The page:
HTML and CSS Reference
In-Depth Information
Creating the user-defined functions for the image rollovers.
To make the navigation bar on the Hickory Oaks Forest Preserve Web site work, three
user-defined functions must be written for the mouse events, one for each state of the
navigation button. The mouse event handlers you will use are onMouseOver, onMouseDown,
onMouseUp, and onMouseOut. The same function will be used for onMouseUp and
onMouseOut. Each function will do the following:
Use the button name, the state of the mouse (over, down, up, and out) associated
with the event handler, and the filename extension to construct the associated graphic
filename for that state
Use the getElementById() method to assign the filename to the correct image location
The id attribute with the <img> tag is used by the getElementById() method to identify the
correct button. When the function code is complete, the mouse event handlers are added to
the <img> tags to invoke the appropriate image rollover function.
Creating the JavaScript User-Defined
Functions for the Image Rollovers
You will write a user-defined function for each of the three states (up, over, and down) of
the button associated with a particular mouse event: a function named overButton() for
when the mouse is hovering over the button, which is invoked by the onMouseOver event
handler; a function named downButton() for when the user clicks the button, which is
invoked by the onMouseDown event handler; and a function named upButton() for when
the user releases the mouse button, which is invoked by the onMouseUp event handler.
If the user decides not to click that button, and moves the mouse off the button, the
onMouseOut event handler will also invoke the upButton() user-defined function.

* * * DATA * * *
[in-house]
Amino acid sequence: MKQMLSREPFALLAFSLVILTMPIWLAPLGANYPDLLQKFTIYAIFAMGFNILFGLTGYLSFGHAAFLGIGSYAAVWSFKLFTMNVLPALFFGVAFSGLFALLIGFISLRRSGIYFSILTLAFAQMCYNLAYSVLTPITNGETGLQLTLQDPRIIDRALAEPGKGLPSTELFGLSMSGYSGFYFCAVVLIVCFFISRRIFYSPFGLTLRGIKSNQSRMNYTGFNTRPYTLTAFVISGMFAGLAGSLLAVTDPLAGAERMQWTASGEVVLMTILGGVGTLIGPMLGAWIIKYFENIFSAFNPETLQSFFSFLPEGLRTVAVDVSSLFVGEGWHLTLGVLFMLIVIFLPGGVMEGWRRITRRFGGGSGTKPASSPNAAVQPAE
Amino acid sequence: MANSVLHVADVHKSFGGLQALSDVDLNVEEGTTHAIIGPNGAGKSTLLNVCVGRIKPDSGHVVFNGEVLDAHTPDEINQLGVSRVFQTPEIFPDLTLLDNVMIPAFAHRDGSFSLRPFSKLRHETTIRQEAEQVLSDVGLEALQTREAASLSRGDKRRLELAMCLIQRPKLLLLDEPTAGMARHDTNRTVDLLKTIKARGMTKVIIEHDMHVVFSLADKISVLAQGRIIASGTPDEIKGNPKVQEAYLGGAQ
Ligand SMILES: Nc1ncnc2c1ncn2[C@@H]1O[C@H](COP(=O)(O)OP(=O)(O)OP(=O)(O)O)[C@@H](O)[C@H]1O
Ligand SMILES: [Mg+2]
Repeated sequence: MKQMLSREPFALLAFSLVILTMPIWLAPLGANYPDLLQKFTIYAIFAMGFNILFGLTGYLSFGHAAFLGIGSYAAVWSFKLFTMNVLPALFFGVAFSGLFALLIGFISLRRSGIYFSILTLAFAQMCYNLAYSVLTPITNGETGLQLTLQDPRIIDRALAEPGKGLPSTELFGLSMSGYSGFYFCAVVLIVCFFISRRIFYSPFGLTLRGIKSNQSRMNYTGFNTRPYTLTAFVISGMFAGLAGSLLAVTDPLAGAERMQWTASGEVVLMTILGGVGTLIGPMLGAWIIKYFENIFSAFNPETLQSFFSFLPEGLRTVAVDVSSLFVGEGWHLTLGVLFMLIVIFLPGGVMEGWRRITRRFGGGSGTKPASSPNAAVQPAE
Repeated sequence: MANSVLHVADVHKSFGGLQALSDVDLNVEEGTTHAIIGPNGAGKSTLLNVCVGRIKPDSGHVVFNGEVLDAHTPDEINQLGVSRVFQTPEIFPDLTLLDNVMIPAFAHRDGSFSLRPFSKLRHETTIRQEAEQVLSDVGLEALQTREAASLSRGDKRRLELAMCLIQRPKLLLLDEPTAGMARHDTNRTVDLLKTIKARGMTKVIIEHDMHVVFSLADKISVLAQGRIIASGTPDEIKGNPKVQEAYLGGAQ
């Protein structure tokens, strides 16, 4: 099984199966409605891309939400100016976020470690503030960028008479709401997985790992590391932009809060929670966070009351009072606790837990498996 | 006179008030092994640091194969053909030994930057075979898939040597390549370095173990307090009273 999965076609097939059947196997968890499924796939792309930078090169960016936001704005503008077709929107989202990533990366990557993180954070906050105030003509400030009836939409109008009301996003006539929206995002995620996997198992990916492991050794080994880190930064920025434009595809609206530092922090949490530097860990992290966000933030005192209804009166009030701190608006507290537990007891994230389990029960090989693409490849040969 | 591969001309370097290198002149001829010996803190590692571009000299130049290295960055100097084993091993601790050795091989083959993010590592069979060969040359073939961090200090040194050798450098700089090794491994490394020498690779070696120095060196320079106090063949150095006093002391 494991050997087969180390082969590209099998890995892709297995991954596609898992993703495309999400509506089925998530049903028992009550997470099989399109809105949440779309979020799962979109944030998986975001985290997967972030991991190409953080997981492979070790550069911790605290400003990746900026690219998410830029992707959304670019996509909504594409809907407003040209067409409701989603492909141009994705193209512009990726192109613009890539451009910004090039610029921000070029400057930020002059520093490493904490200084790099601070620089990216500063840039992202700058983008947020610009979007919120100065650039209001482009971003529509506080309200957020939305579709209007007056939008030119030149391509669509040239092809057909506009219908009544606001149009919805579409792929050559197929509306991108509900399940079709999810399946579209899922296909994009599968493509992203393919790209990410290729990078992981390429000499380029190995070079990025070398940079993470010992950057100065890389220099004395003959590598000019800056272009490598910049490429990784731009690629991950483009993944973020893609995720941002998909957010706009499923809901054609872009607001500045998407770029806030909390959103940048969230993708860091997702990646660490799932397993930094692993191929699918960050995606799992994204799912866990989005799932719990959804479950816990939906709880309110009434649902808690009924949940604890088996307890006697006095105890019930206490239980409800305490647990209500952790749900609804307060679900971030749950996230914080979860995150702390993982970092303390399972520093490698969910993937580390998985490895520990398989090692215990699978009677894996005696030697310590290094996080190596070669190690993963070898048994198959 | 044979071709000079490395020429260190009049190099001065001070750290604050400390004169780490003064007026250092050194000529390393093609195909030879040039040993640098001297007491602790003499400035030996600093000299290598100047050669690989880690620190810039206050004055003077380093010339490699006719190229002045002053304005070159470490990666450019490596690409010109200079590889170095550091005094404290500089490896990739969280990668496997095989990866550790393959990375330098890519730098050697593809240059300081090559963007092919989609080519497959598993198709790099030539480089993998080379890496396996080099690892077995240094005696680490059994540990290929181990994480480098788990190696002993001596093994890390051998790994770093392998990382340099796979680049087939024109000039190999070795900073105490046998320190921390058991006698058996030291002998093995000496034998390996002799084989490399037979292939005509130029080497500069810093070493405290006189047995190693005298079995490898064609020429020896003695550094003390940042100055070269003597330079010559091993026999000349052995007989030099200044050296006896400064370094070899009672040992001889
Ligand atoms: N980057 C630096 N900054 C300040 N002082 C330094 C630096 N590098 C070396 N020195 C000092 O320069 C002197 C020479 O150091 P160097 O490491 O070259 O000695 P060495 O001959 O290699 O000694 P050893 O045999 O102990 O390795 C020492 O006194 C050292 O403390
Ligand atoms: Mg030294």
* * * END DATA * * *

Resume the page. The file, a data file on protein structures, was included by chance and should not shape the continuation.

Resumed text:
Table 11-3 shows the general form of the JavaScript statement to assign a new
image to the defined location, using the <img> id attribute as part of the object.
Table 11-3 Assign Image to Defined Location
General form:
document.getElementById(id_attribute).src=”new image filename”
where the new image appears in the same location as the original by assigning a new filename
to the image object source (src) property. The objectname in the JavaScript code must match the
object name in the id attribute of the image tag. Because the name attribute is depreciated in
the <img> you use the getElementbyId() property to identify the objectname.
To make the user-defined functions generic enough to work with all the possible
images for one button, use the getElementById() method with a variable to identify
the button graphic file and placeholder. Table 11-4 shows the general form of the
getElementById() method.
Table 11-4 getElementById() Method
General form:
where getElementById() is a method that returns the object with that specific id. The id value
must be entered in quotation marks or as a valid variable name. As a string in quotation marks,
it is case-sensitive and must match exactly the tag id attribute. The returned value also can use
any properties associated with that value. The example below shows the method to assign a
new graphic file to an image placeholder, using a variable name (img) in the method.
buttonImg 5 “chapter11-1” 1 img 1 “_over.jpg”
document.getElementById(img).src 5 buttonImg
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